• headers.append can be used to set the same header from both a parent and child handler
    • headers.delete can be used to delete a value set by a parent handler, but not a value set from a child handler

Because single fetch supports naked object returns, and you no longer need to return a Response instance to set status/headers, the json/redirect/redirectDocument/defer utilities are considered deprecated when using Single Fetch. You may still continue returning normal Response instances and they'll apply status codes in the same way as the response stub, and will apply all headers via headers.set - overwriting any same-named header values from parents. If you need to append a header, you will need to switch from returning a Response instance to using the new response parameter.

Client Loaders

If your app has routes using clientLoader functions, it's important to note that the behavior of Single Fetch will change slightly. Because clientLoader is intended to give you a way to opt-out of calling the server loader function - it would be incorrect for the Single Fetch call to execute that server loader. But we run all loaders in parallel and we don't want to wait to make the call until we know which clientLoader's are actually asking for server data.

For example, consider the following /a/b/c routes:

// routes/a.tsx
export function loader() {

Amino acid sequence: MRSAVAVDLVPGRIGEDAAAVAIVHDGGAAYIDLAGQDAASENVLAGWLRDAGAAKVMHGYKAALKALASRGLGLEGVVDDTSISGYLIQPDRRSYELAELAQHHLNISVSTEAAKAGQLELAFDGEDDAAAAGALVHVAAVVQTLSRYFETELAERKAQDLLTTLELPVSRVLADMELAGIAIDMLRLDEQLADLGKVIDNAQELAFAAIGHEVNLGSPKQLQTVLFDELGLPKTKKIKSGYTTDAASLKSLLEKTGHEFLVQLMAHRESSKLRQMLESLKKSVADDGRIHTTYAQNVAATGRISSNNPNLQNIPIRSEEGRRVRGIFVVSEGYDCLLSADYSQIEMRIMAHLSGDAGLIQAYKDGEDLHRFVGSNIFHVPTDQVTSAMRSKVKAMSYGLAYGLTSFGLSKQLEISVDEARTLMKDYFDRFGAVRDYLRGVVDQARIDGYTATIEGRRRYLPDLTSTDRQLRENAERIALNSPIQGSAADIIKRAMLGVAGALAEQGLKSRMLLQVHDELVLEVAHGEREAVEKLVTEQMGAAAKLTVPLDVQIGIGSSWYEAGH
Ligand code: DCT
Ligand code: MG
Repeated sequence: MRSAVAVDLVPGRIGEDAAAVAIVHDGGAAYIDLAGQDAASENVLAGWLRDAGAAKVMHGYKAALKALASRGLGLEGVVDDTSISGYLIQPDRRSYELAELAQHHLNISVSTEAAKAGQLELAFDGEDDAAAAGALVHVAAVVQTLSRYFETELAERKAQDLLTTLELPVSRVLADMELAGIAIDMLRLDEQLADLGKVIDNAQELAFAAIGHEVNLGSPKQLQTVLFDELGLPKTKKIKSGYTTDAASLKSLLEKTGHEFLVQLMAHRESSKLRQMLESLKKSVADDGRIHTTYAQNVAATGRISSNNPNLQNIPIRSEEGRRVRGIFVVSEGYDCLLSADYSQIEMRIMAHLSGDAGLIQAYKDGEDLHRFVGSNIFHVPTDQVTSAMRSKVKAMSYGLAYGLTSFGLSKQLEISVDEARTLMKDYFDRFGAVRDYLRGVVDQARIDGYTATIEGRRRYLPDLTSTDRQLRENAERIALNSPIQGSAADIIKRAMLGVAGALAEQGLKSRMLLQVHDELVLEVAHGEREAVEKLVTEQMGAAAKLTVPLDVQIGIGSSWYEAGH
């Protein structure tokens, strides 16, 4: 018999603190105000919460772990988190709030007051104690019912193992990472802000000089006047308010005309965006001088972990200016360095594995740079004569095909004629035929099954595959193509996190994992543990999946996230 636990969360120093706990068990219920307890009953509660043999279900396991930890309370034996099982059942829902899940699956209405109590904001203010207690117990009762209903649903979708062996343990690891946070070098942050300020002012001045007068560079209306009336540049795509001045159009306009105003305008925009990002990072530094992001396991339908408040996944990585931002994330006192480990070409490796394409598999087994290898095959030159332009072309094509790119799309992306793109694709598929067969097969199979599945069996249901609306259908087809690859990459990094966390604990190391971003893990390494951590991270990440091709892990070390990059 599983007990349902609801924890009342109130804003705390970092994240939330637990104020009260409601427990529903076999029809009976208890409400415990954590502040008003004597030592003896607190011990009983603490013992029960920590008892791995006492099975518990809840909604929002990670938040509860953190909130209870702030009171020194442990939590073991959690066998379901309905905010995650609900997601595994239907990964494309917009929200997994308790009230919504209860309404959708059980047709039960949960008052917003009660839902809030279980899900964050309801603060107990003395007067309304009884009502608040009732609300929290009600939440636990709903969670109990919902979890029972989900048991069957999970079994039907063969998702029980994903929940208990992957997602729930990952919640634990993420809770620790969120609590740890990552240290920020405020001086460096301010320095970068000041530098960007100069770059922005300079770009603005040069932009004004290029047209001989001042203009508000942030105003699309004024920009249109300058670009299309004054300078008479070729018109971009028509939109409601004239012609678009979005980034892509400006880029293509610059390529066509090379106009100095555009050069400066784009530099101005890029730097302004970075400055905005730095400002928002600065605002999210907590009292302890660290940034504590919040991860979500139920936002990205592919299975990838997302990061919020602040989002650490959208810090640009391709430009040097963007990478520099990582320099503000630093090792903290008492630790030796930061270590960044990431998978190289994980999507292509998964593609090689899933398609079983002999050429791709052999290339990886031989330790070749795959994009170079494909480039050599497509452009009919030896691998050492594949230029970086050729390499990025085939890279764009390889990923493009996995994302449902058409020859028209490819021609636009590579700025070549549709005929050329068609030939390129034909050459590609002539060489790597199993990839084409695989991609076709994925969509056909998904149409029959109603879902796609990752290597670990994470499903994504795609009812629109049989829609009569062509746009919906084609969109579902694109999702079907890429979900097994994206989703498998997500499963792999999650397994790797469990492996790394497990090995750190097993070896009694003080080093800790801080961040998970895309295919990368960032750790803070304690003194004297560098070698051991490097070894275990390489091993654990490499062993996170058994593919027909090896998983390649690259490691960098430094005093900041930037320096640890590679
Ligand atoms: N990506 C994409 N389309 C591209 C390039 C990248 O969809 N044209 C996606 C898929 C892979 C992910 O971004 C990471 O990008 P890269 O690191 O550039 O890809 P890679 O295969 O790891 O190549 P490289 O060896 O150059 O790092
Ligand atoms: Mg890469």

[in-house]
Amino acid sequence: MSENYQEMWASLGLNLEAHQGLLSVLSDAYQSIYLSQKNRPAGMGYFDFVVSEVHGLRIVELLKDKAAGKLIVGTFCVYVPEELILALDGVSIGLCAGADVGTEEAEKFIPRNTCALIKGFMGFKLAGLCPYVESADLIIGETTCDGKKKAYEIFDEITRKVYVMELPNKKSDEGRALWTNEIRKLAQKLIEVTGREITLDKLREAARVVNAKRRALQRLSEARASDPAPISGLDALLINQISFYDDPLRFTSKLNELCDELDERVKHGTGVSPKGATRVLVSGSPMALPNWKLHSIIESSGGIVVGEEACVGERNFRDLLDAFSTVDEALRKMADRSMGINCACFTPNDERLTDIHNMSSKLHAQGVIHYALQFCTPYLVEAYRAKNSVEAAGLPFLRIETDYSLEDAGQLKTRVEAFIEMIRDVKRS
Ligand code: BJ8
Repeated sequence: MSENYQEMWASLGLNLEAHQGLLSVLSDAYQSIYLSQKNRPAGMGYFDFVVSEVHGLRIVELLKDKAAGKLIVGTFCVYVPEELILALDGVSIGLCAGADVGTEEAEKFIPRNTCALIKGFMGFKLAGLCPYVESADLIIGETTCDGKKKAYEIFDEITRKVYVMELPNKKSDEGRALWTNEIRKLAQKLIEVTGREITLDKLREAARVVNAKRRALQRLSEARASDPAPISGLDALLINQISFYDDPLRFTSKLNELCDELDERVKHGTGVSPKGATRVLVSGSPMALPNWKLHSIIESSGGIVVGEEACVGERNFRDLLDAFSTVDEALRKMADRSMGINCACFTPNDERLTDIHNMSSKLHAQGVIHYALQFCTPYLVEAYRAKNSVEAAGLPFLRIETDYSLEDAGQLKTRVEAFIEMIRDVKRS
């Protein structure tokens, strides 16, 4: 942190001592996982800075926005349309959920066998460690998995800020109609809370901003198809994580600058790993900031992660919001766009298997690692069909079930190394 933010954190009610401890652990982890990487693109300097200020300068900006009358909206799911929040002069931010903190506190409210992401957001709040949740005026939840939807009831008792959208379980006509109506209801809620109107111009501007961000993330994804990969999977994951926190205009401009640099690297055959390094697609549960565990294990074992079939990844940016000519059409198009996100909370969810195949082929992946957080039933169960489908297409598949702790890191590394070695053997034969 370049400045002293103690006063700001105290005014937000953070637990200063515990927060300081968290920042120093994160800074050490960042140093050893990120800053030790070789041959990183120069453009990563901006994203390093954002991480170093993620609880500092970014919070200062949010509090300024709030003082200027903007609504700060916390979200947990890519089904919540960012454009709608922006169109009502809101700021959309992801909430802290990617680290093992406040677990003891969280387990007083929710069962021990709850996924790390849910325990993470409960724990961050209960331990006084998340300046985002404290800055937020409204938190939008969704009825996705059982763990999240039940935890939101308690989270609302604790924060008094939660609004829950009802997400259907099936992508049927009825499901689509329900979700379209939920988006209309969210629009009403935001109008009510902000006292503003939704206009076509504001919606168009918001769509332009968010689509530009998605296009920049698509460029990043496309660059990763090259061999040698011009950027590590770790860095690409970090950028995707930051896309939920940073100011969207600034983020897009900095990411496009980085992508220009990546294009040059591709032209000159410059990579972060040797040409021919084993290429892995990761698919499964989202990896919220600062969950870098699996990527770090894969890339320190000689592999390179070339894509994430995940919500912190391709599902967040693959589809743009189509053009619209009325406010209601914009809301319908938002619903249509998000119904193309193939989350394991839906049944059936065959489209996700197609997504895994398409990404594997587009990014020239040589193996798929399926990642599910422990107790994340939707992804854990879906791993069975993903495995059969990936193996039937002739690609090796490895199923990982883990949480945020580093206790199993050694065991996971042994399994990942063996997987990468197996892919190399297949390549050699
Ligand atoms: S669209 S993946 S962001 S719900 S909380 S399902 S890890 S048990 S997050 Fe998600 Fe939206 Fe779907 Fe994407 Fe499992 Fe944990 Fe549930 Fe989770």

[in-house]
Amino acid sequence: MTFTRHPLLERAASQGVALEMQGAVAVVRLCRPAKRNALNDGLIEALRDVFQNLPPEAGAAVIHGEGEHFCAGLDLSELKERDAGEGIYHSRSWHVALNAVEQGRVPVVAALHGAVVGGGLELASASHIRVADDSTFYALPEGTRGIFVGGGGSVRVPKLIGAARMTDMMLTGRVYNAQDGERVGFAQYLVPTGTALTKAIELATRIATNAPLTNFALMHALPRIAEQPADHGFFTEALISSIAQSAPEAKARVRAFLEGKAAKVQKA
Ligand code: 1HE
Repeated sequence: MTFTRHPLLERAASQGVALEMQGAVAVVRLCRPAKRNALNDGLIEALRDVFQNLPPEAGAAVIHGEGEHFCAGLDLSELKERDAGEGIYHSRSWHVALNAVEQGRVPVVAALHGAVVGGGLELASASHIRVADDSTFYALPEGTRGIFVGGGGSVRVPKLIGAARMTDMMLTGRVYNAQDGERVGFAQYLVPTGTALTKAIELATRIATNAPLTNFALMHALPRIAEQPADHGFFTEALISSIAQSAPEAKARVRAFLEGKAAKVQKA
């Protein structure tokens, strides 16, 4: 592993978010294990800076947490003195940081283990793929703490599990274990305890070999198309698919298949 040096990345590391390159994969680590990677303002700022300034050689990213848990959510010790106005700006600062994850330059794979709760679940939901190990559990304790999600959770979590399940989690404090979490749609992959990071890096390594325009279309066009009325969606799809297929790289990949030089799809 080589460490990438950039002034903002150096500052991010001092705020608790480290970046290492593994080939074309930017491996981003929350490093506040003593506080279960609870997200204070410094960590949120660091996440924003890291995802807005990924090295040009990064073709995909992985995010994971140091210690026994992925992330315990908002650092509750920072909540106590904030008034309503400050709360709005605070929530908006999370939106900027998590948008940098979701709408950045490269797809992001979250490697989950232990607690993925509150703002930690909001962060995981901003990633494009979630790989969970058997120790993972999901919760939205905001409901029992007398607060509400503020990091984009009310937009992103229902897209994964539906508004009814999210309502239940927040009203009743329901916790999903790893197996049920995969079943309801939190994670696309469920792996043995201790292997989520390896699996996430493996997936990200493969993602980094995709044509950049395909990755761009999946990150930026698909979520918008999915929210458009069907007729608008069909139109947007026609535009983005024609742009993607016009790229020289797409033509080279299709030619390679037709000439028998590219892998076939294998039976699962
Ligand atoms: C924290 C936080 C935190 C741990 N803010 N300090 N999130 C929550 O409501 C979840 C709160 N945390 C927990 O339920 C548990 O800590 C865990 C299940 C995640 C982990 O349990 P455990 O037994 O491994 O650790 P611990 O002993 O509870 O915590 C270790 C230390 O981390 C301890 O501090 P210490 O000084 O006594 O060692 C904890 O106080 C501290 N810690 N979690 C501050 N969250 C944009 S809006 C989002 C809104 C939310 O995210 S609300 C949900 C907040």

return { data: "A" };
}

// routes/a.b.tsx
export function loader() {
  return { data: "B" };
}

// routes/a.b.c.tsx
export function loader() {
  return { data: "C" };
}

export function clientLoader({ serverLoader }) {
  await doSomeStuff();
  const data = await serverLoader();
  return { data };
}

If a user navigates from / -> /a/b/c, then we need to run the server loaders for a and b, and the clientLoader for c - which may eventually (or may not) call it's own server loader. We can't decide to include the c server loader in a single fetch call when we want to fetch the a/b loader's, nor can we delay until c actually makes the serverLoader call (or returns) without introducing a waterfall.

Therefore, when you export a clientLoader that route opts-out of Single Fetch and when you call serverLoader it will make a single fetch to get only it's route server loader. All routes that do not export a clientLoader will be fetched in a singular HTTP request.

So, on the above route setup a navigation from / -> /a/b/c will result in a singular single-fetch call up front for routes a and b:

GET /a/b/c.data?_routes=routes/a,routes/b

And then when c calls serverLoader, it'll make it's own call for just the c server loader:

GET /a/b/c.data?_routes=routes/c

Resource Routes

Because of the new streaming format used by Single Fetch, raw JavaScript objects returned from loader and action functions are no longer automatically converted to Response instances via the json() utility. Instead, in navigational data loads they're combined with the other loader data and streamed down in a turbo-stream response.

This poses an interesting conundrum for resource routes which are unique because they're intended to be hit individually -- and not always via Remix APIs. They can also be accessed via any other HTTP client (fetch, cURL, etc.).

If a resource route is intended for consumption by internal Remix APIs, we want to be able to leverage the turbo-stream encoding to unlock the ability to stream down more complex structures such as Date and Promise instances. However, when accessed externally, we'd probably prefer to return the more easily consumable JSON structure. Thus, the behavior is slightly ambiguous if you return a raw object in v2 - should it be serialized via turbo-stream or json()?